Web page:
# $\lim_{n\to \infty} (1+n+\cos n) ^\frac{1}{2n+n \sin n}$

While in class, we were proving a limit problem using the Squeeze Theorem, but when I was reviewing my notes, I came up with a problem,,

The first question was to prove that $$\lim_{n\to \infty}(1+n)^\frac{1}{n}=1$$

Okay, this was easy.

The next question was to use the limit proven above to evaluate the following limit: $$\lim_{n\to \infty}(1+n+n\cos n)^\frac{1}{2n+n\sin n}$$

In my notes, this was written;

$$1\leq(1+n+n\cos n)^\frac{1}{2n+n\sin n} \leq (1+2n+n\sin n)^\frac{1}{2n+n\sin n}$$

And since

$$\lim_{n\to \infty}(1+2n+n\sin n)^\frac{1}{2n+n\sin n}=1$$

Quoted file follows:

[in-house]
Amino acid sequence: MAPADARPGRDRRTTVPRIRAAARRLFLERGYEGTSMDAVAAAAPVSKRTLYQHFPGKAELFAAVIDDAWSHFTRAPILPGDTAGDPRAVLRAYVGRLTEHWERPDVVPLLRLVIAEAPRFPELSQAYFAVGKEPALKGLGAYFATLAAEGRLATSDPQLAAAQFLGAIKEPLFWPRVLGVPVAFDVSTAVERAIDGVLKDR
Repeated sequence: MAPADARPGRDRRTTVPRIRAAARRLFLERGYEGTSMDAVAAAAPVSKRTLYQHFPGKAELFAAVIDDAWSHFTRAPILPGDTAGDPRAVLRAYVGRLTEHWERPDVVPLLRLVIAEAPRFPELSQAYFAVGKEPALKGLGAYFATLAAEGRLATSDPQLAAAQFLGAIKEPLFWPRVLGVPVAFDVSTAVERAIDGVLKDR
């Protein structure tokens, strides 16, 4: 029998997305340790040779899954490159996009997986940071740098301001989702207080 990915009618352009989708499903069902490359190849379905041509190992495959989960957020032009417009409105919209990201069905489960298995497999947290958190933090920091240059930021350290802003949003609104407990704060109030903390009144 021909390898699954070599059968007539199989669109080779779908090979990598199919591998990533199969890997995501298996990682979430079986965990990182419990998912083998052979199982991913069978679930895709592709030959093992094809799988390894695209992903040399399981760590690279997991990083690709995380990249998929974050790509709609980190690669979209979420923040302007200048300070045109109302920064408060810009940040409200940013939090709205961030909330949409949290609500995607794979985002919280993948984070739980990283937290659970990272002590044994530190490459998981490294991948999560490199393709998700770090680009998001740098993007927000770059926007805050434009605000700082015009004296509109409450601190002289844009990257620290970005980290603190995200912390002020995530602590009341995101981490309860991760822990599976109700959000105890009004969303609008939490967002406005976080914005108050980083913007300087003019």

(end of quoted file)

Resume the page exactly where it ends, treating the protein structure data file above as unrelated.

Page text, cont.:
Therefore by Squeeze Theorem, $$\lim_{n\to \infty}(1+n+n\cos n)^\frac{1}{2n+n\sin n}=1$$

My question is that the inequality doesn't seem to make sense. Is the inequality correct? Does it only hold for very large $n$ or something?

Then how would I evaluate this limit by using the first limit equation?

For all $n,$ $1\le 1+n + n\cos n \le 3n$ and $1/(2n + n\sin n) \le 1/n.$ Thus $$1 \le (1+n + n\cos n)^{1/(2n + n\sin n)}\le (3n)^{1/n} \to 1.$$
By the squeeze theorem, the limit is $1.$
What do you get if you put $n=2k +k\sin k$ in the first "easy" limit? Also, can you approximate $|\cos n-\sin n|$?
• If I put $n=2k+k\sin k$ in the first limit, I would get 1. Apr 10, 2016 at 17:15